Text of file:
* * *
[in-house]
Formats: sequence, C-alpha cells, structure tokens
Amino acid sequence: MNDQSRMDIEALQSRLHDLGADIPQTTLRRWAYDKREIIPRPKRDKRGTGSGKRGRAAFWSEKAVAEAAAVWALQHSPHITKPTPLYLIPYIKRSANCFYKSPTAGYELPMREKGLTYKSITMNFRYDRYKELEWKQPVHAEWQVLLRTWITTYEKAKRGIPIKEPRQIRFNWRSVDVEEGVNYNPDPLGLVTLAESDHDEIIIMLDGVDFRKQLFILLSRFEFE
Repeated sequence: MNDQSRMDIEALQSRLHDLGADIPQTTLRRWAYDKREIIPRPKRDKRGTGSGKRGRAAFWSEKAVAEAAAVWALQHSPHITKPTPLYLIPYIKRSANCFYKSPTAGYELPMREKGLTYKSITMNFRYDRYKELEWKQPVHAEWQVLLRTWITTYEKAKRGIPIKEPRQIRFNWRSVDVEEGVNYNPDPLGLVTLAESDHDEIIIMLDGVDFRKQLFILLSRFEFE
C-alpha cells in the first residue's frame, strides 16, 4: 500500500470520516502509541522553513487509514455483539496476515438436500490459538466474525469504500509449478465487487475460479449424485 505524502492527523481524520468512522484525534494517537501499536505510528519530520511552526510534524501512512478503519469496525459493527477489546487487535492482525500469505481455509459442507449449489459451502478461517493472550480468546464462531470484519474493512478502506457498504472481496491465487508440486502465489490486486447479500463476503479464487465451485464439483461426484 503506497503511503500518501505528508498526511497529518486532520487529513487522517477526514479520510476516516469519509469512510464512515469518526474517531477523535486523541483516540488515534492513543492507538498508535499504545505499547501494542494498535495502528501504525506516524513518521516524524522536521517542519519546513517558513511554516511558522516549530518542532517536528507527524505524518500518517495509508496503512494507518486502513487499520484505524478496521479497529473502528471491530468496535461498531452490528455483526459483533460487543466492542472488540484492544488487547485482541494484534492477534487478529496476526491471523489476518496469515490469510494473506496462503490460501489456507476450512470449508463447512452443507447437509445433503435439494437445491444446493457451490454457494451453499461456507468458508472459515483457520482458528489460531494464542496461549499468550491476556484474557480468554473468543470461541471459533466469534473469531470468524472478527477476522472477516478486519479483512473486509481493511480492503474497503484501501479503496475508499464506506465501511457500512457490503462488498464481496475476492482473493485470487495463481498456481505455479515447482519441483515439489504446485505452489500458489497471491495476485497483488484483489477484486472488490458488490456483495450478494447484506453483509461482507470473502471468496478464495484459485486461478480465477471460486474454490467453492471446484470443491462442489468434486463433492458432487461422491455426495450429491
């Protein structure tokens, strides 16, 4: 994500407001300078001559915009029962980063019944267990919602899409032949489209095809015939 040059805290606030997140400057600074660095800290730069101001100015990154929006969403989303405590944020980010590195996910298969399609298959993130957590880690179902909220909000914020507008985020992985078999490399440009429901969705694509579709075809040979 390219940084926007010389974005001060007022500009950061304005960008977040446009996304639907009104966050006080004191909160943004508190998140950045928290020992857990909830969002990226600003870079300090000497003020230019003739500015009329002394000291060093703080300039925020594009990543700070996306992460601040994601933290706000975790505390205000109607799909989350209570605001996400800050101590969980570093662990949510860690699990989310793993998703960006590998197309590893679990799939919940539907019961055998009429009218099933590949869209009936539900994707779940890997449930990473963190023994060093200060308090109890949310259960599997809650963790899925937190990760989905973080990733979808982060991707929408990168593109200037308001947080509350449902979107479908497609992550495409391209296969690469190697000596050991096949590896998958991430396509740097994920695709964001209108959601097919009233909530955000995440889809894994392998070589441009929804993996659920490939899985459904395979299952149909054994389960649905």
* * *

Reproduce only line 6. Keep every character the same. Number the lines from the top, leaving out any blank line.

């Protein structure tokens, strides 16, 4: 994500407001300078001559915009029962980063019944267990919602899409032949489209095809015939 040059805290606030997140400057600074660095800290730069101001100015990154929006969403989303405590944020980010590195996910298969399609298959993130957590880690179902909220909000914020507008985020992985078999490399440009429901969705694509579709075809040979 390219940084926007010389974005001060007022500009950061304005960008977040446009996304639907009104966050006080004191909160943004508190998140950045928290020992857990909830969002990226600003870079300090000497003020230019003739500015009329002394000291060093703080300039925020594009990543700070996306992460601040994601933290706000975790505390205000109607799909989350209570605001996400800050101590969980570093662990949510860690699990989310793993998703960006590998197309590893679990799939919940539907019961055998009429009218099933590949869209009936539900994707779940890997449930990473963190023994060093200060308090109890949310259960599997809650963790899925937190990760989905973080990733979808982060991707929408990168593109200037308001947080509350449902979107479908497609992550495409391209296969690469190697000596050991096949590896998958991430396509740097994920695709964001209108959601097919009233909530955000995440889809894994392998070589441009929804993996659920490939899985459904395979299952149909054994389960649905």